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Local leader of German far-right party attacked, wounded

Local leader of German far-right party attacked, wounded

Frank Magnitz, leader in Bremen of the anti-immigration populist party Alternative for Germany (AfD), was assaulted in the city centre on Monday afternoon.

Chancellor Angela Merkel led condemnations Tuesday of a "politically motivated" gang attack against a far-right German MP, an assault that underlined an increasingly tense political atmosphere.

They shared a photo of Mr Magnitz lying bloody and injured in a hospital bed and called the attack an "assassination attempt".

The attackers knocked him unconscious with a piece of wood and kicked him in the head, AfD officials said. They stopped when some...

Lawmakers from across the political spectrum condemned the attack.

While they have won fans in some quarters and are projected to make gains in European elections in May as well as three regional polls in Germany's former communist east this year, they have also sparked furore and become a target of attack.

"Violence should never be a means for political disputes - totally regardless against whom or what the motives for it are".

Last week, an explosive device detonated in a rubbish bin damaged an AfD office in Saxony.

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"There is no justification for this", Maas said, calling for those responsible to be punished.

That was echoed by other politicians from established parties, including prominent Green party politician Cem Ozdemir, who said that AfD must be countered by legal means, not violence.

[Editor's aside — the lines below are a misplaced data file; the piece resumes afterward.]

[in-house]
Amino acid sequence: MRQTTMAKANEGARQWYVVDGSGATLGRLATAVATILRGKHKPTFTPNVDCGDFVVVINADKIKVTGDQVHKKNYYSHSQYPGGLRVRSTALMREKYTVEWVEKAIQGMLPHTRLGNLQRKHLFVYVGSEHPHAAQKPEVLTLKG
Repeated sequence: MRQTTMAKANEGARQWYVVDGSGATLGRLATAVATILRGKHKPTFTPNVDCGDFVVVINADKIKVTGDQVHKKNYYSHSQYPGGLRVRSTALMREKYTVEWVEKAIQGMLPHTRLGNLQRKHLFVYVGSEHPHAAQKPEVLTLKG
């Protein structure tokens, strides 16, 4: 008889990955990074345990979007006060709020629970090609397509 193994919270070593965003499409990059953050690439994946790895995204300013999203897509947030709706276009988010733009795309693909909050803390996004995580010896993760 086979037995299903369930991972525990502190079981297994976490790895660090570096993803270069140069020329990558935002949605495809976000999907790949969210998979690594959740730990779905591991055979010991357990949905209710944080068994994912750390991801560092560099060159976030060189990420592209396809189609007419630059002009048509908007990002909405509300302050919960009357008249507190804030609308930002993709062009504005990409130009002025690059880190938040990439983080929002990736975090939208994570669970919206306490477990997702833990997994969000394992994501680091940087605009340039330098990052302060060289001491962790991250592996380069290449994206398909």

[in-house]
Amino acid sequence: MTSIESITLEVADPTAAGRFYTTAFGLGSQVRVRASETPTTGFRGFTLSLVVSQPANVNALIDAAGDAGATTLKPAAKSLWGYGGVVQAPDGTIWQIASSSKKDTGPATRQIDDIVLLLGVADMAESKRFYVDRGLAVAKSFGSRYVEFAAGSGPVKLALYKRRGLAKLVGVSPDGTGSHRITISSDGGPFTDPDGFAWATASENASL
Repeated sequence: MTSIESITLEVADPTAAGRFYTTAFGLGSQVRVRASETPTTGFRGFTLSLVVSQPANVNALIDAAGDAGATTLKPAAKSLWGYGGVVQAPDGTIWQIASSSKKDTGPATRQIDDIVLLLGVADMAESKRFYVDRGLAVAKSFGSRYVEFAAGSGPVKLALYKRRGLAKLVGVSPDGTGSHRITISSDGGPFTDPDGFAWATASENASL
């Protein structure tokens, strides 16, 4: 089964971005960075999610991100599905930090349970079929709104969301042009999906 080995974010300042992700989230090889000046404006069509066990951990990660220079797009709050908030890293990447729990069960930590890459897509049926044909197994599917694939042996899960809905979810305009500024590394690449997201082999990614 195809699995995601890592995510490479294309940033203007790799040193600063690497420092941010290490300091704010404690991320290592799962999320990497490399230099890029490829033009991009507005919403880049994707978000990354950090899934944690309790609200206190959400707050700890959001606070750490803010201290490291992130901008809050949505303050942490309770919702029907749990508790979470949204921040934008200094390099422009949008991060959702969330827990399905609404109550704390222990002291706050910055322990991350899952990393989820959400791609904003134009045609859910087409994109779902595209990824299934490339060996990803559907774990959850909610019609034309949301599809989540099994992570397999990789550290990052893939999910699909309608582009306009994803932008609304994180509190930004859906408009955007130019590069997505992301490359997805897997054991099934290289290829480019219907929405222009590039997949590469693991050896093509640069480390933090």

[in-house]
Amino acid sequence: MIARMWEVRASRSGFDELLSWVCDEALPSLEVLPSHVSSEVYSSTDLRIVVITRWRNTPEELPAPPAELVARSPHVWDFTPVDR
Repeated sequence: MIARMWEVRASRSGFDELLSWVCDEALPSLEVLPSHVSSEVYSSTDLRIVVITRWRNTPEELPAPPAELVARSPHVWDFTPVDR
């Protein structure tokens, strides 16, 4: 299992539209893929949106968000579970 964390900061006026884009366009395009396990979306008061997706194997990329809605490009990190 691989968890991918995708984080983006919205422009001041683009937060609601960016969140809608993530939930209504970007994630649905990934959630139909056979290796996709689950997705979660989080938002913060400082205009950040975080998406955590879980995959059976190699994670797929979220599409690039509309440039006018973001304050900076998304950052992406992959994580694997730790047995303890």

The AfD leader, Jörg Meuthen, said Magnitz was "beaten nearly to death".

"Those who fight hate with hate only allow hate to win in the end", said the politician of Turkish origin.

AfD is represented in all of Germany's 16 state parliaments. It entered the national parliament in 2017 and is the biggest opposition party there. The Bremen office of the AfD praised Magnitz's rescuer for his "courageous intervention" and suggested he saved the politician's life.

The party took 10 percent of the vote in Bremen in the 2017 national election, below its nationwide result of 12.6 percent.

AfD entered the national parliament (Bundestag) for the first time previous year with 94 seats and now has representatives in every German state parliament. The mayor was known for voluntarily taking in more asylum-seekers than the small town was obliged to do so by authorities.